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South Korea’s Latest Legal Claim Against Japan Is More a Message Than a Precedent

The opinions expressed by columnists are their own and do not necessarily represent the views of
AP Photo/Pablo Martinez Monsivais

In early January, the Seoul Central District Court in South Korea issued a surprising judgment with potentially far-reaching global impact, ordering the Government of Japan to pay $91,800 to each of the 12 last surviving “comfort women” from Japan's World War II-era military brothels.


The ruling not only represents a setback in diplomatic relations for the region at large but also seeks to challenge longstanding principles of international law.

The announcement, which additionally included execution orders to seize Japanese government-owned property, was met with mixed reactions. South Korean civic groups who have long advocated on this issue celebrated. Japanese Foreign Minister Toshimitsu Motegi rejected the ruling, stating that it "is extremely regrettable and absolutely unacceptable, as it is clearly contrary to international law and agreements between the two countries." South Korean President Moon Jae-in said he was “honestly bewildered” by the court’s ruling.

Both Minister Motegi and President Moon understand that the standards of his highly emotional historical dispute, the South Korean court’s ruling raises a number of thorny issues.

The Japanese government refused to participate in the trial nor appealed the decision. Instead, Japan rejected the court’s authority for lack of jurisdiction on the basis of sovereign immunity in international law. Furthermore, there already exist 1965 and 2015 agreements between South Korea and Japan resolving these claims which are violated by this court’s ruling.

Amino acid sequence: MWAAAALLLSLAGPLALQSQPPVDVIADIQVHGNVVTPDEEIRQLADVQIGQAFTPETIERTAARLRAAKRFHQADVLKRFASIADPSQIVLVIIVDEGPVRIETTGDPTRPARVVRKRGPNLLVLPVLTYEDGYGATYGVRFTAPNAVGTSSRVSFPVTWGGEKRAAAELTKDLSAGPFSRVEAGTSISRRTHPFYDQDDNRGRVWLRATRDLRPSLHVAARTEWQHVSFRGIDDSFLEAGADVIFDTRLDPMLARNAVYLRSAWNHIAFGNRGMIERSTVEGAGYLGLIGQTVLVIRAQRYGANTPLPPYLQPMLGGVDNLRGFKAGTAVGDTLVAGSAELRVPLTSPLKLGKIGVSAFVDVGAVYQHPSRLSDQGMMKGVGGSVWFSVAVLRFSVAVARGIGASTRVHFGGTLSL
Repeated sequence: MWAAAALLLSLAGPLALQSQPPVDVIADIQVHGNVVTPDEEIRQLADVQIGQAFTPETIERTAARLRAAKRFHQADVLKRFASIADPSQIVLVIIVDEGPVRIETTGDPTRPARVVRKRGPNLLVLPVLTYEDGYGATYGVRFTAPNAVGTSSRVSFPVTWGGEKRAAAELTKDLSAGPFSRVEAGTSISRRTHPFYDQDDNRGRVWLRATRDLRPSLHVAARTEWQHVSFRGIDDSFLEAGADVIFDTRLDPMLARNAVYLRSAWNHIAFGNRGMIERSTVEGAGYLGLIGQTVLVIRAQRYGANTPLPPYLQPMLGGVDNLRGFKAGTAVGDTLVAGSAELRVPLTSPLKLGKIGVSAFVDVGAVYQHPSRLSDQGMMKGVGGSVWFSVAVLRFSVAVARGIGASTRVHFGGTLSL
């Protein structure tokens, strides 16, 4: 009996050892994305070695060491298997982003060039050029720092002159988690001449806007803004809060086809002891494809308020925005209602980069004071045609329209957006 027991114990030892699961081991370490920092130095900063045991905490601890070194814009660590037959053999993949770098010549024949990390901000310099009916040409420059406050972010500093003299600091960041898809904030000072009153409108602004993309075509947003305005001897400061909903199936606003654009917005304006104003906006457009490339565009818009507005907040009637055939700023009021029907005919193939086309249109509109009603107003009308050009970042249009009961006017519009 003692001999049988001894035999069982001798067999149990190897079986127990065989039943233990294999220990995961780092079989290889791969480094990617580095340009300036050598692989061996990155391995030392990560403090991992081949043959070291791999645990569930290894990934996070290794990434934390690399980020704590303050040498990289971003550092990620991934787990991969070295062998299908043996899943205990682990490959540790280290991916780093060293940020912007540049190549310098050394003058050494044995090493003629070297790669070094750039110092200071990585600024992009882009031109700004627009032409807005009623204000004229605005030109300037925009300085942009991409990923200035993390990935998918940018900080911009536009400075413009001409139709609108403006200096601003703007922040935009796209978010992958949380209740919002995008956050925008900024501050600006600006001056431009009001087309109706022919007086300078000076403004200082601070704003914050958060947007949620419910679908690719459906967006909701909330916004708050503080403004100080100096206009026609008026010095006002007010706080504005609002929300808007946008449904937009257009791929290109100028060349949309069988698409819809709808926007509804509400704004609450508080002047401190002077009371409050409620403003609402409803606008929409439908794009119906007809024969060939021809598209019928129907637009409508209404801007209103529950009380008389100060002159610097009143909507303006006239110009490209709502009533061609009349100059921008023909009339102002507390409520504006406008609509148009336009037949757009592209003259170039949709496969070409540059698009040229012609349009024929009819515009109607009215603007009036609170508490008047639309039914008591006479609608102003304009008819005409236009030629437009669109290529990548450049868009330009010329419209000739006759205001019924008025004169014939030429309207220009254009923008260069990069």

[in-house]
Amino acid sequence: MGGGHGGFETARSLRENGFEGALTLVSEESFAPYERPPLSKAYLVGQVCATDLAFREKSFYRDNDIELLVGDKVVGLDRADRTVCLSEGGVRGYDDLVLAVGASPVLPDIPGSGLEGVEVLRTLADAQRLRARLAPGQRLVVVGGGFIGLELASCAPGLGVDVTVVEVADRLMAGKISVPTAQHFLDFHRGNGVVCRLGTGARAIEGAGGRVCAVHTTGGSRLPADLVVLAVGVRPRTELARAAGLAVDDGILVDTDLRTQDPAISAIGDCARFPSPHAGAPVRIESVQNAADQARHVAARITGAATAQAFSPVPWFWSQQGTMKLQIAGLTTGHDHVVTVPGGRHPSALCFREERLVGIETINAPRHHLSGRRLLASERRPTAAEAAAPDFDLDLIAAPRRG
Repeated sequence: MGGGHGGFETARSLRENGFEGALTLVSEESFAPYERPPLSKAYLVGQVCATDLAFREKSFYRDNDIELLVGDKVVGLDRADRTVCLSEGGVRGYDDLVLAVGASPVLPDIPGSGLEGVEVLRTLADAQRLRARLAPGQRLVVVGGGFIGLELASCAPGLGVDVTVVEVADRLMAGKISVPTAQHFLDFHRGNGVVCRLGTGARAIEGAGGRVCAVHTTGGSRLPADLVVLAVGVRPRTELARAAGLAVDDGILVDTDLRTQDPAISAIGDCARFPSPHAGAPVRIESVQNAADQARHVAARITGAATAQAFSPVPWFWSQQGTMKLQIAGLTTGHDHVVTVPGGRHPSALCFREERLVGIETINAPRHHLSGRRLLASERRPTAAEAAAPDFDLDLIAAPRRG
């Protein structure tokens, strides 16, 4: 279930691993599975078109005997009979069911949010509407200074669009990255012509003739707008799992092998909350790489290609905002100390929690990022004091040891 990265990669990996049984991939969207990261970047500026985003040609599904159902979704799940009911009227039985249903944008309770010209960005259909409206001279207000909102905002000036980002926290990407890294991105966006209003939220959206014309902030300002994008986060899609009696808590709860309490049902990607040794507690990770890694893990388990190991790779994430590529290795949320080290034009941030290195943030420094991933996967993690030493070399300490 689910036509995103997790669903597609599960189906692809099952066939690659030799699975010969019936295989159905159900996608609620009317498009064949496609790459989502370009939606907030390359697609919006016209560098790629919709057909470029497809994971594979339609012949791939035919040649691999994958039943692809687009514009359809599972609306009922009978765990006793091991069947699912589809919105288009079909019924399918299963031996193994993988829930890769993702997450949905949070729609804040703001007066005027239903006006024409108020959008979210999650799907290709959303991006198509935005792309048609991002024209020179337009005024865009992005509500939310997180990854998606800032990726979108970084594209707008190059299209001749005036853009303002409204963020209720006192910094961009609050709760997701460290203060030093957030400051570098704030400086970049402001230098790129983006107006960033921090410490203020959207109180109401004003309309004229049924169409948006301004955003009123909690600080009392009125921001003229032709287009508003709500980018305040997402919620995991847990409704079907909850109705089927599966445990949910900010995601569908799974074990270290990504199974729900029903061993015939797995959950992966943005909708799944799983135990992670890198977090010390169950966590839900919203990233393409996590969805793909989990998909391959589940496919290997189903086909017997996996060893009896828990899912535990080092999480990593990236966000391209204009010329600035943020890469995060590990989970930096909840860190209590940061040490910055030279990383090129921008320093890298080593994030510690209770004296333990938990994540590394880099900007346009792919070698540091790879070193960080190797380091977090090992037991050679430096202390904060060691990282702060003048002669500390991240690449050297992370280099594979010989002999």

This action by the Seoul Central District Court may prove difficult to unwind. Though there are specific conditions for exceptions of immunity, South Korea’s claim doesn’t appear to meet that criteria. 


It began back in 1997, when a Greek court first entered the fray to challenge the principle of sovereign immunity, ruling in favor of a group of plaintiffs seeking damages from Germany for the 1944 Nazi massacre in Distomo. This was followed by a 2008 enforcement order granted by an Italian court, allowing Greek plaintiffs to seize German property, including a villa near Lake Como. The Italian courts also ruled in favor of another Italian citizen’s lawsuit against the German government. 

Germany then took the case to the International Court of Justice (ICJ) and won with the 2012 ruling on Jurisdictional Immunities of the State, which found that the Italian Supreme Court's rulings violated international law, and that Germany’s sovereign immunity should remain intact. 

What is striking upon a cursory glance is that the ruling acknowledges the 2012 ICJ precedent, and then bases its argument on a rather heavily criticized 2014 ruling in the Italian Constitutional Court, which argued that with regard to matters of war crimes and crimes against humanity, customary international law doesn’t apply and instead local courts reign supreme.